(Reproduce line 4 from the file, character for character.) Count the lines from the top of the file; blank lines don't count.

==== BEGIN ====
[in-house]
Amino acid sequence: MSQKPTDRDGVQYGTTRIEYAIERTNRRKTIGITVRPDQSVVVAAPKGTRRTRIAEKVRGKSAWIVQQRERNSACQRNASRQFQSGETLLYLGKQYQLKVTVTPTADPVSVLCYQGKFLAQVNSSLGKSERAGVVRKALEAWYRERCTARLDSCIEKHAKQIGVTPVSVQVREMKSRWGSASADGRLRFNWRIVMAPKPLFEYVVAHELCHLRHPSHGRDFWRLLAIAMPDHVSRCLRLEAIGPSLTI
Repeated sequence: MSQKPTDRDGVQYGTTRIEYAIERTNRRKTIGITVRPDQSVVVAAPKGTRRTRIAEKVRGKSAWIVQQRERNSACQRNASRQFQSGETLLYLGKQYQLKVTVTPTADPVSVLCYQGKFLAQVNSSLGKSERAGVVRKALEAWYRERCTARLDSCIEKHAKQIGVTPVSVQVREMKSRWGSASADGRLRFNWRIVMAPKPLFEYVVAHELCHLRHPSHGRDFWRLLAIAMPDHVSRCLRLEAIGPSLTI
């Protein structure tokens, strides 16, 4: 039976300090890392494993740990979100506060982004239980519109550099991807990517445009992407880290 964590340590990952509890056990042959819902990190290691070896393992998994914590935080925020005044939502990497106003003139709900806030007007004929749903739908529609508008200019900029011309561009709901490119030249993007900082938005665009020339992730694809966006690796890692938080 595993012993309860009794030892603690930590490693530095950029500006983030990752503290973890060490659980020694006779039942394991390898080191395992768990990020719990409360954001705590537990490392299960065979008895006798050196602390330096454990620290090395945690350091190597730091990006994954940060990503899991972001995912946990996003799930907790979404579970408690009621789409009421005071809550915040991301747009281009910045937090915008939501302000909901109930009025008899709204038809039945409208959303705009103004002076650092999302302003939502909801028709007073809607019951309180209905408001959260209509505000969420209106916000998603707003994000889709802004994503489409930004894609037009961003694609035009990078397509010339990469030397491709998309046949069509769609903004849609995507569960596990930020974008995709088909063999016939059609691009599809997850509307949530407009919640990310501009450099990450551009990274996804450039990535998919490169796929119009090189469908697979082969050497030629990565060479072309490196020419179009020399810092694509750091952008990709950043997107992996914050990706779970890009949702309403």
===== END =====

């Protein structure tokens, strides 16, 4: 039976300090890392494993740990979100506060982004239980519109550099991807990517445009992407880290 964590340590990952509890056990042959819902990190290691070896393992998994914590935080925020005044939502990497106003003139709900806030007007004929749903739908529609508008200019900029011309561009709901490119030249993007900082938005665009020339992730694809966006690796890692938080 595993012993309860009794030892603690930590490693530095950029500006983030990752503290973890060490659980020694006779039942394991390898080191395992768990990020719990409360954001705590537990490392299960065979008895006798050196602390330096454990620290090395945690350091190597730091990006994954940060990503899991972001995912946990996003799930907790979404579970408690009621789409009421005071809550915040991301747009281009910045937090915008939501302000909901109930009025008899709204038809039945409208959303705009103004002076650092999302302003939502909801028709007073809607019951309180209905408001959260209509505000969420209106916000998603707003994000889709802004994503489409930004894609037009961003694609035009990078397509010339990469030397491709998309046949069509769609903004849609995507569960596990930020974008995709088909063999016939059609691009599809997850509307949530407009919640990310501009450099990450551009990274996804450039990535998919490169796929119009090189469908697979082969050497030629990565060479072309490196020419179009020399810092694509750091952008990709950043997107992996914050990706779970890009949702309403």